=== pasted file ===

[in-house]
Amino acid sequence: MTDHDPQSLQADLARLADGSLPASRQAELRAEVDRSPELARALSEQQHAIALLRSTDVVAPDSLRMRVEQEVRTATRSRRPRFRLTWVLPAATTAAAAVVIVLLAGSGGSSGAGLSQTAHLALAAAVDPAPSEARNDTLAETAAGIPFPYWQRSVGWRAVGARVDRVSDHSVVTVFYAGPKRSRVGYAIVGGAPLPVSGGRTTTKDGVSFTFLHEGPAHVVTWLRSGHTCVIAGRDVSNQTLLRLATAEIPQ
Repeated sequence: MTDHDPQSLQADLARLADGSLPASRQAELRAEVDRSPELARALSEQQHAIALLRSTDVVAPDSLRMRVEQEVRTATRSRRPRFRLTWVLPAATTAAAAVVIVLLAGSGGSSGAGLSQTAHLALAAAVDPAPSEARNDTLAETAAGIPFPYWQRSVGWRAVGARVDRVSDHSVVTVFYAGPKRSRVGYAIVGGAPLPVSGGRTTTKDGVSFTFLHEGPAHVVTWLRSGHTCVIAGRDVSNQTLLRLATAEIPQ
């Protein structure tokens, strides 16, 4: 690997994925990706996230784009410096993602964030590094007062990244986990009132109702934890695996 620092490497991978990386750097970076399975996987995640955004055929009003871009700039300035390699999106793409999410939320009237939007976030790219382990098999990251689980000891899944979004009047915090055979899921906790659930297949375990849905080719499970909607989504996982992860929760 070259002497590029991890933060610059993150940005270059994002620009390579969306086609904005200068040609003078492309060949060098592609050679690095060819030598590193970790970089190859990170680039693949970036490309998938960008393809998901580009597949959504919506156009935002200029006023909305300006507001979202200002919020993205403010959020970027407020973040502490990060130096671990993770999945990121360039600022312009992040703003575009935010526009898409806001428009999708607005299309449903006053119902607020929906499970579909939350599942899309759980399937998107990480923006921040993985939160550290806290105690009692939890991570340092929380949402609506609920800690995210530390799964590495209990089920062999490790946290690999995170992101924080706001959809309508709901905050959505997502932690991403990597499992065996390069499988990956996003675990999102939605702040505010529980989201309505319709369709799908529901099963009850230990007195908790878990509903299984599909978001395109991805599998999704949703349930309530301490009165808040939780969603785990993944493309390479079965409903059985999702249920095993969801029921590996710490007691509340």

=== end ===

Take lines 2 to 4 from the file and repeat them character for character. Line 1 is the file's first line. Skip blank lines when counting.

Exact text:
Amino acid sequence: MTDHDPQSLQADLARLADGSLPASRQAELRAEVDRSPELARALSEQQHAIALLRSTDVVAPDSLRMRVEQEVRTATRSRRPRFRLTWVLPAATTAAAAVVIVLLAGSGGSSGAGLSQTAHLALAAAVDPAPSEARNDTLAETAAGIPFPYWQRSVGWRAVGARVDRVSDHSVVTVFYAGPKRSRVGYAIVGGAPLPVSGGRTTTKDGVSFTFLHEGPAHVVTWLRSGHTCVIAGRDVSNQTLLRLATAEIPQ
Repeated sequence: MTDHDPQSLQADLARLADGSLPASRQAELRAEVDRSPELARALSEQQHAIALLRSTDVVAPDSLRMRVEQEVRTATRSRRPRFRLTWVLPAATTAAAAVVIVLLAGSGGSSGAGLSQTAHLALAAAVDPAPSEARNDTLAETAAGIPFPYWQRSVGWRAVGARVDRVSDHSVVTVFYAGPKRSRVGYAIVGGAPLPVSGGRTTTKDGVSFTFLHEGPAHVVTWLRSGHTCVIAGRDVSNQTLLRLATAEIPQ
């Protein structure tokens, strides 16, 4: 690997994925990706996230784009410096993602964030590094007062990244986990009132109702934890695996 620092490497991978990386750097970076399975996987995640955004055929009003871009700039300035390699999106793409999410939320009237939007976030790219382990098999990251689980000891899944979004009047915090055979899921906790659930297949375990849905080719499970909607989504996982992860929760 070259002497590029991890933060610059993150940005270059994002620009390579969306086609904005200068040609003078492309060949060098592609050679690095060819030598590193970790970089190859990170680039693949970036490309998938960008393809998901580009597949959504919506156009935002200029006023909305300006507001979202200002919020993205403010959020970027407020973040502490990060130096671990993770999945990121360039600022312009992040703003575009935010526009898409806001428009999708607005299309449903006053119902607020929906499970579909939350599942899309759980399937998107990480923006921040993985939160550290806290105690009692939890991570340092929380949402609506609920800690995210530390799964590495209990089920062999490790946290690999995170992101924080706001959809309508709901905050959505997502932690991403990597499992065996390069499988990956996003675990999102939605702040505010529980989201309505319709369709799908529901099963009850230990007195908790878990509903299984599909978001395109991805599998999704949703349930309530301490009165808040939780969603785990993944493309390479079965409903059985999702249920095993969801029921590996710490007691509340």